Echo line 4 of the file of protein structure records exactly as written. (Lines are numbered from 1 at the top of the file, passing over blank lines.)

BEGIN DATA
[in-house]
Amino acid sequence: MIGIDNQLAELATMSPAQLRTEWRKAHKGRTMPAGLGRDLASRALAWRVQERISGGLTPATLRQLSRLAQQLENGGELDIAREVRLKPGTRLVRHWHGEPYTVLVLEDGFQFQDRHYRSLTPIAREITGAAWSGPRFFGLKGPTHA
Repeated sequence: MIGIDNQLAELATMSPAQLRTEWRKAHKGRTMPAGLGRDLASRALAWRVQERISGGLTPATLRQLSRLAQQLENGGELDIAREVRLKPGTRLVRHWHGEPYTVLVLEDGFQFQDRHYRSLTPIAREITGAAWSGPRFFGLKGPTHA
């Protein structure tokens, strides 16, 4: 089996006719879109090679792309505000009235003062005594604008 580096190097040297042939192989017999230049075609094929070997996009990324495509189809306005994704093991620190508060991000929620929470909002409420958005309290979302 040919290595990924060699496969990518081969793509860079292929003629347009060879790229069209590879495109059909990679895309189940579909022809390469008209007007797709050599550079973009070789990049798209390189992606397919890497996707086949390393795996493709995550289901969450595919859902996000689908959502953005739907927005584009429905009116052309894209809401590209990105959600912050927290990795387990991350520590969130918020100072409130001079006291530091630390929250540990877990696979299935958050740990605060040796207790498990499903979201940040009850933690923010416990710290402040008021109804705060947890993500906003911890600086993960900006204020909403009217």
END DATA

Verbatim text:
């Protein structure tokens, strides 16, 4: 089996006719879109090679792309505000009235003062005594604008 580096190097040297042939192989017999230049075609094929070997996009990324495509189809306005994704093991620190508060991000929620929470909002409420958005309290979302 040919290595990924060699496969990518081969793509860079292929003629347009060879790229069209590879495109059909990679895309189940579909022809390469008209007007797709050599550079973009070789990049798209390189992606397919890497996707086949390393795996493709995550289901969450595919859902996000689908959502953005739907927005584009429905009116052309894209809401590209990105959600912050927290990795387990991350520590969130918020100072409130001079006291530091630390929250540990877990696979299935958050740990605060040796207790498990499903979201940040009850933690923010416990710290402040008021109804705060947890993500906003911890600086993960900006204020909403009217």